the Polish-Soviet Commission, in its search of the camp grounds and Krepiecki Forest, discovered 467 bodies and 266 skulls, which were subjected to forensic analysis. The Commission also discovered 4.5m3 of ashes and bones
Krepiecki is clearly the same site that W.H. Lawrence described visiting here:
I have been to Krempitski, ten miles to the east, where I saw three of ten opened mass graves and looked upon 368 partly decomposed bodies of men, women and children who had been executed individually in a variety of cruel and horrible means. In this forest alone, the authorities estimate, there are more than 300,000 bodies.Mattogno and Graf can, and will, whine about and lie about numbers, but this cannot alter the fact that Jews were being mass murdered in these areas and that some of the resultant bodies were observed by American journalists as well as by Polish and Soviet investigators. Moreover, note that these numbers were reported with caution by Lawrence:
It is impossible for this correspondent to state with any certainty how many persons the Germans killed here. Many bodies unquestionably were burned and not nearly all the graves in this vicinity had been opened by the time I visited the scene.Was this a man who was just swallowing Soviet propaganda?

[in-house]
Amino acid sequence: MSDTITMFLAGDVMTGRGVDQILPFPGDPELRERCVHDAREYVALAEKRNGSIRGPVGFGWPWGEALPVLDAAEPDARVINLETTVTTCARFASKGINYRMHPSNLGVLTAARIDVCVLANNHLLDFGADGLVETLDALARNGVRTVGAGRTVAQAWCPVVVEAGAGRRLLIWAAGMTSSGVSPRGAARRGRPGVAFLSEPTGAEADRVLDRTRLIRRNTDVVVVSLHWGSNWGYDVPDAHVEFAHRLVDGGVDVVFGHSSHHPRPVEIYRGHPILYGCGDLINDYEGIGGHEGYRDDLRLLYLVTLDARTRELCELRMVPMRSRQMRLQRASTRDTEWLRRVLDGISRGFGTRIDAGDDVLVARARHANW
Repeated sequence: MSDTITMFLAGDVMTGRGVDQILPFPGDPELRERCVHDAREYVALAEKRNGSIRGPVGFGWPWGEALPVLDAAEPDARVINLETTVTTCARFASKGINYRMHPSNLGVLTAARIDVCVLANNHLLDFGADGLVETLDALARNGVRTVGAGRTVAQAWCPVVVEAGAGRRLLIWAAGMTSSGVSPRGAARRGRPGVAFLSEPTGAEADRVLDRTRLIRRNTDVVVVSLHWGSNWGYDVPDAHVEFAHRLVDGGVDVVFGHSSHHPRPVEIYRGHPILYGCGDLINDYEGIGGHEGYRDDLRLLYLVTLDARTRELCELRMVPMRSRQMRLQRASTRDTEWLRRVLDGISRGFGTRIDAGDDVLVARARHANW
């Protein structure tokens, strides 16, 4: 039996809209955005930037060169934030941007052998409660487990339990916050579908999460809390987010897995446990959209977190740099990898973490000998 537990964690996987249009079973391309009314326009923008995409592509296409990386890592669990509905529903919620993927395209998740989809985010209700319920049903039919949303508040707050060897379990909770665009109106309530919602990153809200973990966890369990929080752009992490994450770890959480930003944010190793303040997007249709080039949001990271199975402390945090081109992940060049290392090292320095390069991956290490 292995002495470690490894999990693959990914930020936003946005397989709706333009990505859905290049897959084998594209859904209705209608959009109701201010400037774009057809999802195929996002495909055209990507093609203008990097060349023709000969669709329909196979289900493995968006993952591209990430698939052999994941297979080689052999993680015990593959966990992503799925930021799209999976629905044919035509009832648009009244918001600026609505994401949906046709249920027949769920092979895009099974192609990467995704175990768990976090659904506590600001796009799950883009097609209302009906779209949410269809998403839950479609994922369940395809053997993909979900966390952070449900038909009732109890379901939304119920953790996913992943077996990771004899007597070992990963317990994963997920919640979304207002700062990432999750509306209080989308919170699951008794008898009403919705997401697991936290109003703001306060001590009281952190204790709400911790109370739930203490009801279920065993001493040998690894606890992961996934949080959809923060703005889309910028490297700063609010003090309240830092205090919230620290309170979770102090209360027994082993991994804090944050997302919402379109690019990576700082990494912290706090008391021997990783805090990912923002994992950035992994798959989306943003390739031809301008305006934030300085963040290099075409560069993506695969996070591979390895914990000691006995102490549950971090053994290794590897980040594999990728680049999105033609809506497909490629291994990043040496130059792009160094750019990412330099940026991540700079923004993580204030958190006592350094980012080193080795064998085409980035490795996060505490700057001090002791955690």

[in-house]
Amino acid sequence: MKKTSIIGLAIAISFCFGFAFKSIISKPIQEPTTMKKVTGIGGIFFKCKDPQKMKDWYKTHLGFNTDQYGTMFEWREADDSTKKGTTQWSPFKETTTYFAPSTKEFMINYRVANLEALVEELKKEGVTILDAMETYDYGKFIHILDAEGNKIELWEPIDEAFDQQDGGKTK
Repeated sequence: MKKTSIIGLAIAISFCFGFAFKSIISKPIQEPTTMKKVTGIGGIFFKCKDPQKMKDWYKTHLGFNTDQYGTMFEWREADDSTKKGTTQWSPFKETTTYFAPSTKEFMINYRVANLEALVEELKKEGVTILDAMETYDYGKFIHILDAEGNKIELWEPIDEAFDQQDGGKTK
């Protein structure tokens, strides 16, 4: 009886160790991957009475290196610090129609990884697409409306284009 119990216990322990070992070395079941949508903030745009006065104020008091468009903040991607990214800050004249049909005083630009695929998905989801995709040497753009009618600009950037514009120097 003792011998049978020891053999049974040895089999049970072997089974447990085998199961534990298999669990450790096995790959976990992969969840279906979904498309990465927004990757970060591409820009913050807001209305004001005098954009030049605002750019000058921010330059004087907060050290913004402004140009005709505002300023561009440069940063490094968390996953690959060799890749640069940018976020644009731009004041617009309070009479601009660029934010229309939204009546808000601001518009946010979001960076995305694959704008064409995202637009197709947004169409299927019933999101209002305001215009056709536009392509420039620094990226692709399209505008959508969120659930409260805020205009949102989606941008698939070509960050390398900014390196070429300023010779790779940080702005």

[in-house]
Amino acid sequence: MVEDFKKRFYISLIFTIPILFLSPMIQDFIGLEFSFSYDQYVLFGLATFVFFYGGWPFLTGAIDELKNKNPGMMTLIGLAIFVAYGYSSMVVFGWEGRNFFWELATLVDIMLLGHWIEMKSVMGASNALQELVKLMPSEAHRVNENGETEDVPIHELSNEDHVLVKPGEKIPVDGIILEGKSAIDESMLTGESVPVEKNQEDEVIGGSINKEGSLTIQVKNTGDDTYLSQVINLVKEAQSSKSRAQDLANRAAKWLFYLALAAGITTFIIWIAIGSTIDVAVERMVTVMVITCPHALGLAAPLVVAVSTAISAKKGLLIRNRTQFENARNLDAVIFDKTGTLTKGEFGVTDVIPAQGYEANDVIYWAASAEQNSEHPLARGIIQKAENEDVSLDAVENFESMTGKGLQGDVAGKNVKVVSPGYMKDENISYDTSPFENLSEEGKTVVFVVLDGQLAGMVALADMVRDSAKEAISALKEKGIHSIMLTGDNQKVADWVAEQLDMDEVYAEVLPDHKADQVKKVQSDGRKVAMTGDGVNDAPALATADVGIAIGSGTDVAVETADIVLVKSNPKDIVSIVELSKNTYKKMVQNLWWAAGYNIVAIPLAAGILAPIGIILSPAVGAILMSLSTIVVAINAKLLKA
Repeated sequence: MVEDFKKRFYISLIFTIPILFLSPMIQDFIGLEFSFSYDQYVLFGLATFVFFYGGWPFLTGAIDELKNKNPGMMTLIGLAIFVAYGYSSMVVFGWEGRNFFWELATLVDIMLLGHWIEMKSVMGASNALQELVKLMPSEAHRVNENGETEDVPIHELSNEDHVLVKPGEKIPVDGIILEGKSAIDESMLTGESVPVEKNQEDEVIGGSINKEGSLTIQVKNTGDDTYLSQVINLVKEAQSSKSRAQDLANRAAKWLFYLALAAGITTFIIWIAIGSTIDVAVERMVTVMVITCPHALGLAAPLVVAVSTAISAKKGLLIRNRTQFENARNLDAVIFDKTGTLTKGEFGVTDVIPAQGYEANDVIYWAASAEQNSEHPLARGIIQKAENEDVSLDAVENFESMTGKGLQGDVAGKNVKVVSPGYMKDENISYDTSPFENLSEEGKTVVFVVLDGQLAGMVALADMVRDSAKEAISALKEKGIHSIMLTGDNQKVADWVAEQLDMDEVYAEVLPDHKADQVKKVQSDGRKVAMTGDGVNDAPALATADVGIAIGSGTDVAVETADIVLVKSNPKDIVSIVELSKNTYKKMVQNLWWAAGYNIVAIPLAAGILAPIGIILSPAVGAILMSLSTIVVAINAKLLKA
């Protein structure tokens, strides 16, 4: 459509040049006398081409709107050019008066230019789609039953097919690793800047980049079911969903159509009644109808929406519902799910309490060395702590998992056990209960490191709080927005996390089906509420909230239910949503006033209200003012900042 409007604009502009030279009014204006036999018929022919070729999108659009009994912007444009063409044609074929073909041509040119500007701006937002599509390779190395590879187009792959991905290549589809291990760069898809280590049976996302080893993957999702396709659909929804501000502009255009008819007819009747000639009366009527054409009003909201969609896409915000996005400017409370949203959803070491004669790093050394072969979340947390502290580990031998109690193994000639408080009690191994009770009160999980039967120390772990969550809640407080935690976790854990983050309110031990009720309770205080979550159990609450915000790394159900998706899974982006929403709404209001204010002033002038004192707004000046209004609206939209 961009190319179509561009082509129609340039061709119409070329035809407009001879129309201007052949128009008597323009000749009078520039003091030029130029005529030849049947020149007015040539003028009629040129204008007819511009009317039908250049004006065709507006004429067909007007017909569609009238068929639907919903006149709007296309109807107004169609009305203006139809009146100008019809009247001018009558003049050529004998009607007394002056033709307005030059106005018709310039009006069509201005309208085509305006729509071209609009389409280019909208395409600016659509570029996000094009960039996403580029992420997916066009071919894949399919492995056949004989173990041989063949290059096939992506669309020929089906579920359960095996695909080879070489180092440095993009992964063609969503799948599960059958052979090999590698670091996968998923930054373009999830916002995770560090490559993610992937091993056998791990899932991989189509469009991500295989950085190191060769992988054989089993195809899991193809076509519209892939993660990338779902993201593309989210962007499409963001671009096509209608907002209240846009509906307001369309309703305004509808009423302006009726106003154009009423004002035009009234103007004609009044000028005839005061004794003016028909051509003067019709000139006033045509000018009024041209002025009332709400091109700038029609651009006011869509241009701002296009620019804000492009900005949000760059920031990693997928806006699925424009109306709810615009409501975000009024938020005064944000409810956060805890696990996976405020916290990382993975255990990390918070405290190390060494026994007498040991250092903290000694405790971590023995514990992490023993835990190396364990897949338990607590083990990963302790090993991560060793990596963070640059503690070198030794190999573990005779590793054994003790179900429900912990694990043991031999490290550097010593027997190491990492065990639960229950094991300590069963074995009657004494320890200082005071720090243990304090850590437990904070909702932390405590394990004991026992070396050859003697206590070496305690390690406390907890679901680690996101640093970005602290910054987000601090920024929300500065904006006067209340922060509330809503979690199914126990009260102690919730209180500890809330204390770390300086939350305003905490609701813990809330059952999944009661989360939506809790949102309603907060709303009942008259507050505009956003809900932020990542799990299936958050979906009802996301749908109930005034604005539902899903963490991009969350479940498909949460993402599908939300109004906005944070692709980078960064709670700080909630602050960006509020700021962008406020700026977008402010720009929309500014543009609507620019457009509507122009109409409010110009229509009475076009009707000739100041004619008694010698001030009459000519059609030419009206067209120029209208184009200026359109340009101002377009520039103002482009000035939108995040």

But I have been in a wooden warehouse at the camp, approximately 150 feet long, in which I walked across literally tens of thousands of shoes spread across the floor like grain in a half-filled elevator. There I saw shoes of children as young as 1 year old. There were shoes of young and old men or women. Those I saw were all in bad shape -- since the Germans used this camp not only to exterminate their victims, but also as a means of obtaining clothing for the German people -- but some obviously had been quite expensive. At least one pair had come from America, for it bore a stamp, "Goodyear welt."
I have been through a warehouse in downtown Lublin in which I saw hundreds of suitcases and literally tens of thousands of pieces of clothing and personal effects of people who died here and I have had the opportunity of questioning a German officer, Herman Vogel, 42, of Millheim, who admitted that as head of the clothing barracks he had supervised the shipment of eighteen freightcar loads of clothing to Germany during a two month period and that he knew it came from the bodies of persons who had been killed at Maidanek.